2. Our storms in lifeenables us to have a trusting faith in God. Out of the three synoptic accounts of Jesus’ walking on the water, it was only Matthew who gives an account of Peter walking on the water. As Matthew puts this account in his narrative, we are brought to further understand it through Peter and his faith. Of course, we could clearly highlight Peter’s sinking which tells us how little his faith was. But more importantly, we also need to look at his leap of faith. Through Peter, we are reminded that at times we lose track of our faith especially in the most trying storms in life. Nevertheless, from such depth of pain, we remember to call on the Savior and to sustain our confidence to keep our gaze fixed on Him even in the most trying storms in life.

For the umpteenth time Mrs. Youngston came to her pastor to tell him, "I'm so scared! Joe says he's going to kill me if I continue to come to your Church." "Yes, yes, my child," replied the pastor, more than a little tired of hearing this over and over. "I will continue to pray for you, Mrs. Youngston. Have Faith - the Lord will watch over you." "Oh yes, He has kept me safe thus far, only ..." "Only what, my child?" "Well, now Joe says if I keep coming to your church, he's going to kill YOU!" "Well, now," said the pastor, "Perhaps it's time for you to check out that little parish on the other side of town."

See? The minister’s faith may not be that strong but, those “storms” in life could shake us to our core and help us refocus our attention to God … to have a trusting faith in God! In other words, we have to serve each day as an opportunity to do the will of the Father as Jesus did.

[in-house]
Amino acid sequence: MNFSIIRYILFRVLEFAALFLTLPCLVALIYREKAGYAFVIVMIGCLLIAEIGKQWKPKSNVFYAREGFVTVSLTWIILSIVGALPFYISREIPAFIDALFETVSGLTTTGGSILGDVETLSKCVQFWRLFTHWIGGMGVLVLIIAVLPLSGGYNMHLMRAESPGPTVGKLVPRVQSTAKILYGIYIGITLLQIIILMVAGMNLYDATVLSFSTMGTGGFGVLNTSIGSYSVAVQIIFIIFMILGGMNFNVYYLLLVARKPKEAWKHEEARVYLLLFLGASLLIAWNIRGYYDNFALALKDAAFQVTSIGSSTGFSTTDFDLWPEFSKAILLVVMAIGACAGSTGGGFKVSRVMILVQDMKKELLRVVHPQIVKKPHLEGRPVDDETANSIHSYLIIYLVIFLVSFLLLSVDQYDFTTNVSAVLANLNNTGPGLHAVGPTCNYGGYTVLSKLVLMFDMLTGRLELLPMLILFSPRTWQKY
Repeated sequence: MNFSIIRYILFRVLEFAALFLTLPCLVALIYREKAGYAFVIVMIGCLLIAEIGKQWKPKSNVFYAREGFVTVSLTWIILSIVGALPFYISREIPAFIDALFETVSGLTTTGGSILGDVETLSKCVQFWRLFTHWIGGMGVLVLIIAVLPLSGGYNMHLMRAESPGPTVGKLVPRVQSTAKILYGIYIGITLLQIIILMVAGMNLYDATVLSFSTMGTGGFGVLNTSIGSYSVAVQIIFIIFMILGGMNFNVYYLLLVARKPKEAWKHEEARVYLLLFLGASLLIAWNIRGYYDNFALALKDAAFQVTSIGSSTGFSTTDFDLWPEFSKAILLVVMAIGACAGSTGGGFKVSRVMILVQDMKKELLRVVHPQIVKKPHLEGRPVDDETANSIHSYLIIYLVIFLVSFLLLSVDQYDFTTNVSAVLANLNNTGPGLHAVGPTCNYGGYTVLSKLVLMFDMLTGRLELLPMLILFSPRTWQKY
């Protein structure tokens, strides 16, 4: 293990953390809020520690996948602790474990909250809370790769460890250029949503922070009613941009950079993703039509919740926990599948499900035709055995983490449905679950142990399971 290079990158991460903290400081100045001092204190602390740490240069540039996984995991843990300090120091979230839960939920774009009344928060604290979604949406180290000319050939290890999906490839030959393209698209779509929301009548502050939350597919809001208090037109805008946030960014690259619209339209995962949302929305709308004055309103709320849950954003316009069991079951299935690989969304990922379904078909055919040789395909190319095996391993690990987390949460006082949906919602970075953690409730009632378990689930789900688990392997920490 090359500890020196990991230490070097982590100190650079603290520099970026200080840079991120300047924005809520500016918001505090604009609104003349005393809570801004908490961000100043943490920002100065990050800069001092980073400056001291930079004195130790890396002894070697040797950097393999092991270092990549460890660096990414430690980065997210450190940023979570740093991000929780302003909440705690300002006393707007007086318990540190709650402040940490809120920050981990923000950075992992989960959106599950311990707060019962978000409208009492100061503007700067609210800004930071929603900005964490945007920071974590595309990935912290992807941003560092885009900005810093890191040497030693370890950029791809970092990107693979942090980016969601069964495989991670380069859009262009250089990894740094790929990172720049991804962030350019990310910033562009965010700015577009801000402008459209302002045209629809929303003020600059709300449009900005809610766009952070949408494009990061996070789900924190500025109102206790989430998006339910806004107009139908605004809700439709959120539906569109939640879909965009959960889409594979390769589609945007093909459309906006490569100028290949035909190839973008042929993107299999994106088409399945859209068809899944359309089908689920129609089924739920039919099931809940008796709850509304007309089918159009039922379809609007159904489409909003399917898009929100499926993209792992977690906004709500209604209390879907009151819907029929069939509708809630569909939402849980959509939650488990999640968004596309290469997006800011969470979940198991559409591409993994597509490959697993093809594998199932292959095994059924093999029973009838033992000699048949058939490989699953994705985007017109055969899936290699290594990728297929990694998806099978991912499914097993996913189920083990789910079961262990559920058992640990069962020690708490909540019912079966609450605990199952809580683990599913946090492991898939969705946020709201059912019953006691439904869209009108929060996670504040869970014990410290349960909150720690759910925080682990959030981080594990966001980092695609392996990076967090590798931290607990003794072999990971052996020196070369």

3. Our “storms in life” give us assurance of hope in the midst of persecutions. Jesus said, “Take heart, it is I; do not be afraid!” To be afraid (useless anxiety/fear), is to not to have faith. To be afraid is to lose hope. Faith implies a strong bond of friendship with God. A bond, which was clearly manifested in the Old Testament between God and the Israelites. And so, when Jesus, asked his disciples not to be afraid, he was actually appealing to them in terms of their faithfulness to Him. To remind them that even in the old times, God has always been there for them even in their most trying moments or “storms in life.” Jesus remains to be our champion even to this day. This episode as it was recalled to Jesus’ disciples could have given them great comfort as it offers them an assurance that Christ would save them. Today, it offers us the same reassurance especially in times of illness, death of a beloved, persecution, or other troubles.

Our suffering is difficult if we own our sufferings to ourselves and so some people would end their lives that way. But if we cling to Christ’s assurance that there is hope even though how small that is, we have more reason to live it up to our advantage. When we are confronted with our personal “storms in life,” let us always remember our source of hope, who is Christ. Our Savior who suffered tremendously in order that worldly sufferings be turned to strength through faith in Christ. Let us take them as an honor and privilege for by taking those “storms in life” squarely, we too share in His sufferings on the cross.

Let me end with this classic prayer which kept me to my feet during my self-quarantine:

Prayer of Blessing Against a Storm "Pieta Prayer"